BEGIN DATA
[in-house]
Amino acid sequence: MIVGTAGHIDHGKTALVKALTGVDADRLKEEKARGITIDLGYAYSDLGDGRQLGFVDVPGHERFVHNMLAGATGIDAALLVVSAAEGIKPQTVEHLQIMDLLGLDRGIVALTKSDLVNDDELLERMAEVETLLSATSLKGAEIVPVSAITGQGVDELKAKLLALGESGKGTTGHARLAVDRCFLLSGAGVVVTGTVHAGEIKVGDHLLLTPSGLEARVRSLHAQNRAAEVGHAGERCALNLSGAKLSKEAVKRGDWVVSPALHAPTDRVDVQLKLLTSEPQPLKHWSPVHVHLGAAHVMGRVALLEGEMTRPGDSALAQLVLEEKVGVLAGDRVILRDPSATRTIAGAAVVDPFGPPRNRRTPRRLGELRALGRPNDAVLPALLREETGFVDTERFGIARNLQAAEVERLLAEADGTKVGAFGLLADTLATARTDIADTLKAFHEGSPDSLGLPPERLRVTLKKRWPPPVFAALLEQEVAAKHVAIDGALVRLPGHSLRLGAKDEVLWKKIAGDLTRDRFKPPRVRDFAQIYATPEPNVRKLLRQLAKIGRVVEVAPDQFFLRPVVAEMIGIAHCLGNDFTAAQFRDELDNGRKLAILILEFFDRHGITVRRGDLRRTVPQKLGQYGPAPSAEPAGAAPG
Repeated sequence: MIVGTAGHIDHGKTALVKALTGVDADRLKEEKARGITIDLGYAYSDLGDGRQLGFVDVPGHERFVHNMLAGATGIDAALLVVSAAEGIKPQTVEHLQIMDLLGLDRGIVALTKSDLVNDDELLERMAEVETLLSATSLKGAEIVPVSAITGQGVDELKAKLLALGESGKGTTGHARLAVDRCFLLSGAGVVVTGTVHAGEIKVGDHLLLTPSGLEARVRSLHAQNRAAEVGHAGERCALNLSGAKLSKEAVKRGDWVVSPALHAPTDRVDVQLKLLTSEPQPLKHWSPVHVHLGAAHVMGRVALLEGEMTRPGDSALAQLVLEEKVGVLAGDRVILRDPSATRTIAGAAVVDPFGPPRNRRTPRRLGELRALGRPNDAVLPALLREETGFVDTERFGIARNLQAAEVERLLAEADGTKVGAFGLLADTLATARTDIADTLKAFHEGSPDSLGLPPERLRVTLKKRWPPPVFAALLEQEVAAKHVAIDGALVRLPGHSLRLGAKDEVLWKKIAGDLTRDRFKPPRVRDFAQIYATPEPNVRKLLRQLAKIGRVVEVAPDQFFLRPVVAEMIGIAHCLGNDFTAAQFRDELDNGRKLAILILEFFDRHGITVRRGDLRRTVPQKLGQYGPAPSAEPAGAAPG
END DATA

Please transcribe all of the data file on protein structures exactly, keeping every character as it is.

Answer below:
[in-house]
Amino acid sequence: MIVGTAGHIDHGKTALVKALTGVDADRLKEEKARGITIDLGYAYSDLGDGRQLGFVDVPGHERFVHNMLAGATGIDAALLVVSAAEGIKPQTVEHLQIMDLLGLDRGIVALTKSDLVNDDELLERMAEVETLLSATSLKGAEIVPVSAITGQGVDELKAKLLALGESGKGTTGHARLAVDRCFLLSGAGVVVTGTVHAGEIKVGDHLLLTPSGLEARVRSLHAQNRAAEVGHAGERCALNLSGAKLSKEAVKRGDWVVSPALHAPTDRVDVQLKLLTSEPQPLKHWSPVHVHLGAAHVMGRVALLEGEMTRPGDSALAQLVLEEKVGVLAGDRVILRDPSATRTIAGAAVVDPFGPPRNRRTPRRLGELRALGRPNDAVLPALLREETGFVDTERFGIARNLQAAEVERLLAEADGTKVGAFGLLADTLATARTDIADTLKAFHEGSPDSLGLPPERLRVTLKKRWPPPVFAALLEQEVAAKHVAIDGALVRLPGHSLRLGAKDEVLWKKIAGDLTRDRFKPPRVRDFAQIYATPEPNVRKLLRQLAKIGRVVEVAPDQFFLRPVVAEMIGIAHCLGNDFTAAQFRDELDNGRKLAILILEFFDRHGITVRRGDLRRTVPQKLGQYGPAPSAEPAGAAPG
Repeated sequence: MIVGTAGHIDHGKTALVKALTGVDADRLKEEKARGITIDLGYAYSDLGDGRQLGFVDVPGHERFVHNMLAGATGIDAALLVVSAAEGIKPQTVEHLQIMDLLGLDRGIVALTKSDLVNDDELLERMAEVETLLSATSLKGAEIVPVSAITGQGVDELKAKLLALGESGKGTTGHARLAVDRCFLLSGAGVVVTGTVHAGEIKVGDHLLLTPSGLEARVRSLHAQNRAAEVGHAGERCALNLSGAKLSKEAVKRGDWVVSPALHAPTDRVDVQLKLLTSEPQPLKHWSPVHVHLGAAHVMGRVALLEGEMTRPGDSALAQLVLEEKVGVLAGDRVILRDPSATRTIAGAAVVDPFGPPRNRRTPRRLGELRALGRPNDAVLPALLREETGFVDTERFGIARNLQAAEVERLLAEADGTKVGAFGLLADTLATARTDIADTLKAFHEGSPDSLGLPPERLRVTLKKRWPPPVFAALLEQEVAAKHVAIDGALVRLPGHSLRLGAKDEVLWKKIAGDLTRDRFKPPRVRDFAQIYATPEPNVRKLLRQLAKIGRVVEVAPDQFFLRPVVAEMIGIAHCLGNDFTAAQFRDELDNGRKLAILILEFFDRHGITVRRGDLRRTVPQKLGQYGPAPSAEPAGAAPG